Top cop accuses TRC of stoking violence



MASERU – A parliamentary portfolio committee probing last December’s violent clashes between police and Kao villagers has accused local rights group Transformation Resource Centre (TRC) of stoking the violence, police chief Holomo Molibeli has revealed.

But TRC officials this week denied the accusation charging it was a malicious government attempt to dissuade it from organising citizens and encouraging them to take an active role in governance issues.

Molibeli said the Parliamentary Portfolio Committee on Public Safety after a factfinding tour of two villages in Botha-Bothe had told him the TRC had masterminded the February 2018 protests which resulted in the death of Terene Pitae.

On December 27, last year, approximately 70 heavily armed, uniformed police descended on the Botha-Bothe village and attacked residents.

Police allegedly rounded up approximately 45 men including Moloi and took them to a river that runs through the village, where they made them lie down on their stomachs, kicked them and ordered them to roll on stones.

The committee is yet to present its findings on allegations of torture and police brutality to Parliament.

“There is information to the effect that TRC incited protests leading to chaos at Kao,” Molibeli told Public Eye.

“We were briefed by the parliament’s committee. Also, some 150 villagers wrote a letter saying they wanted TRC out of their villagers. They said it is inciting violence,” he added.

But TRC on Tuesday this week said: “We are not moved by such statements as they are uttered with malicious intent to discourage TRC from capacitating communities on their human rights.”

Lepeli Moeketsi, TRC’s human rights officer, told Public Eye that Molibeli was not the first person to suggest that the organisation incited violent protests at Kao.

“The mine (Storm Mountain Diamonds operating the Kao Mine) previously said that, and the minister of mines. So we are really not moved by such misguided labelling. We shall continue with our work and indeed we are noting remarkable impact. Basotho are now enlightened when it comes to issues of human rights and good governance,” Moeketsi said.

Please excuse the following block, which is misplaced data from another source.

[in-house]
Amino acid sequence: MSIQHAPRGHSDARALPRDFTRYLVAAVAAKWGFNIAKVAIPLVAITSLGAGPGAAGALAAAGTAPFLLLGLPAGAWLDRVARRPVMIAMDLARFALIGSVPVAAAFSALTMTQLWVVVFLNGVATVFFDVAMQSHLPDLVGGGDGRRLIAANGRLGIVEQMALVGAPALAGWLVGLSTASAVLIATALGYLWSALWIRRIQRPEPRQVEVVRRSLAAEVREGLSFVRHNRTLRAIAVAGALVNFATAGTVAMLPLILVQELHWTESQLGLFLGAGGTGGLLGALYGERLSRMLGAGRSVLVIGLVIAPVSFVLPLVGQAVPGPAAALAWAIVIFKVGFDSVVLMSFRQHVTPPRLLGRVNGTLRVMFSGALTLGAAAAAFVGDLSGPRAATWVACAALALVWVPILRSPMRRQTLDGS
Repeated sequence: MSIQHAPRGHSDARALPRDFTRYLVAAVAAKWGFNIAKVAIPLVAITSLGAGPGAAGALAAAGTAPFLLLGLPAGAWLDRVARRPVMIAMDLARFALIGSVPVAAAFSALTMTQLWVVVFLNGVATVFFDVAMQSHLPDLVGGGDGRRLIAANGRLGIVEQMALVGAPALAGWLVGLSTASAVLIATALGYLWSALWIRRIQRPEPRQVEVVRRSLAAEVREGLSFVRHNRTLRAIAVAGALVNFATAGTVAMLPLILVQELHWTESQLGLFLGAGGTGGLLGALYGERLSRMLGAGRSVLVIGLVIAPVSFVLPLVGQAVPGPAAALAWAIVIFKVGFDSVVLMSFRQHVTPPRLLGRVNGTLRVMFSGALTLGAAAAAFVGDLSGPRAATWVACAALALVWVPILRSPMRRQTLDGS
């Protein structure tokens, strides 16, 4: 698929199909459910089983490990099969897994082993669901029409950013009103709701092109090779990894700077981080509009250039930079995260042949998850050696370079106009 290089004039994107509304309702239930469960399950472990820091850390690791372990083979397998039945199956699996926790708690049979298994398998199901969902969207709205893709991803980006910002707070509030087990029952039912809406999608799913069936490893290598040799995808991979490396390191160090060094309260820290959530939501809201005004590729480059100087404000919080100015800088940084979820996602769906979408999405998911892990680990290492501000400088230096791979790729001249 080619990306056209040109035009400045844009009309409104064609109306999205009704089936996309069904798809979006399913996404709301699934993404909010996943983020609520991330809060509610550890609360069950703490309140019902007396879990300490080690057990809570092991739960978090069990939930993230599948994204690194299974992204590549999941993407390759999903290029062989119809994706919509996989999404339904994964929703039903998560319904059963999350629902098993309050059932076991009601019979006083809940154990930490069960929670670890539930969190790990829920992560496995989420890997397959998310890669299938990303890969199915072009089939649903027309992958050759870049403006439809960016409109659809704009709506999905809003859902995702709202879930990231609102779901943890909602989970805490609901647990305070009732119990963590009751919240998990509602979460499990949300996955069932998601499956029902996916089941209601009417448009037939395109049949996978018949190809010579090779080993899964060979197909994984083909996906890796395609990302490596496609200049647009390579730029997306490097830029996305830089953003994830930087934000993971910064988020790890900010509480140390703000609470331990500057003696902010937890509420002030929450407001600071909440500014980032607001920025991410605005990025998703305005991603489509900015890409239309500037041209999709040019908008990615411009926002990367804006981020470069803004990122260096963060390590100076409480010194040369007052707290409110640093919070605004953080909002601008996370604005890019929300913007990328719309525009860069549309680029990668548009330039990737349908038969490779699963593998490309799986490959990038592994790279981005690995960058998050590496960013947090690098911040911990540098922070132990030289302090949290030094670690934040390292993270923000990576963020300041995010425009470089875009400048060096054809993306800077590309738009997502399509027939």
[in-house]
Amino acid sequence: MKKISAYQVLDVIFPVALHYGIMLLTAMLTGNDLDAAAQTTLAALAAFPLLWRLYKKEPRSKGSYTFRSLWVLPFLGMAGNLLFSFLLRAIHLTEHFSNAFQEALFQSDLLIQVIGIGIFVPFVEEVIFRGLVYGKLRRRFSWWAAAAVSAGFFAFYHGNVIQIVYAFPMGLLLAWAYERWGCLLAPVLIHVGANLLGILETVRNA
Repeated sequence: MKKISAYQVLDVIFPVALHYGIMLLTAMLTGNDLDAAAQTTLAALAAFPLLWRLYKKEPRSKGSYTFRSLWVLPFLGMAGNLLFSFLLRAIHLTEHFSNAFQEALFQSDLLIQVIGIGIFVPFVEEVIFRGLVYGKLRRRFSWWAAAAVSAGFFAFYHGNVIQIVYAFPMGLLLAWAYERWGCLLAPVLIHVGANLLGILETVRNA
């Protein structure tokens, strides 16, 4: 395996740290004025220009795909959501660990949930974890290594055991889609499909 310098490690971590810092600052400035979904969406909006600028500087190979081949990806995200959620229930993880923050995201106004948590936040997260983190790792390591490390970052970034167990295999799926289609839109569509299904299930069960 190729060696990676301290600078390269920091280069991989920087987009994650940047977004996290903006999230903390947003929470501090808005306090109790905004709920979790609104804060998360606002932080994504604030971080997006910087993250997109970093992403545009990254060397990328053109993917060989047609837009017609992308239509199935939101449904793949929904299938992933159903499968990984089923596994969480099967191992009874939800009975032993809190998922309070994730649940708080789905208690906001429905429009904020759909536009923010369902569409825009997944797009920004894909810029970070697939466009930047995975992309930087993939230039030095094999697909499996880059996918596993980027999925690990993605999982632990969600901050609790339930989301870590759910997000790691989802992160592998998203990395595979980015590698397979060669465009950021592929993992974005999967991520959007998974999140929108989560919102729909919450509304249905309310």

“This does not sit well with leaders because they want people who are ignorant because they are easily ruled,” he added.

“The fact that parliamentary portfolio committee” was investigating the “Kao issue” cannot not stop “us from suggesting further what must be done”.

“We specifically called for a commission of inquiry into these alleged tortures and killings in line with treaties which Lesotho is a state party to,” he said and insisted that investigations cannot be done solely by the portfolio committee.

Moeketsi hinted Holomo was twiddling his fingers while his officer brutalised the public with impunity, adding that overcoming police brutality can be mounted on greater community participation in governance matters.

“TRC observation is that COMPOL has lost control of the LMPS and needs to be assisted. TRC is willing to assist, we are even appealing to the international community to assist in remedying the situation.

“This problem of police brutality overwhelms him. He is quoted in several newspapers condemning this police behaviour but there is no change. This gives TRC a perception that he is overwhelmed and must open doors to be assisted by other stakeholders such as civil society organisations,” he added.

Molibeli on Wednesday denied this.

“My doors are wide open, open so much that TRC at one point set an appointment with me but they never showed up for the appointment. It is not true that I am overwhelmed. I am firmly in control and have a plan of how we are going to end brutality,” he said.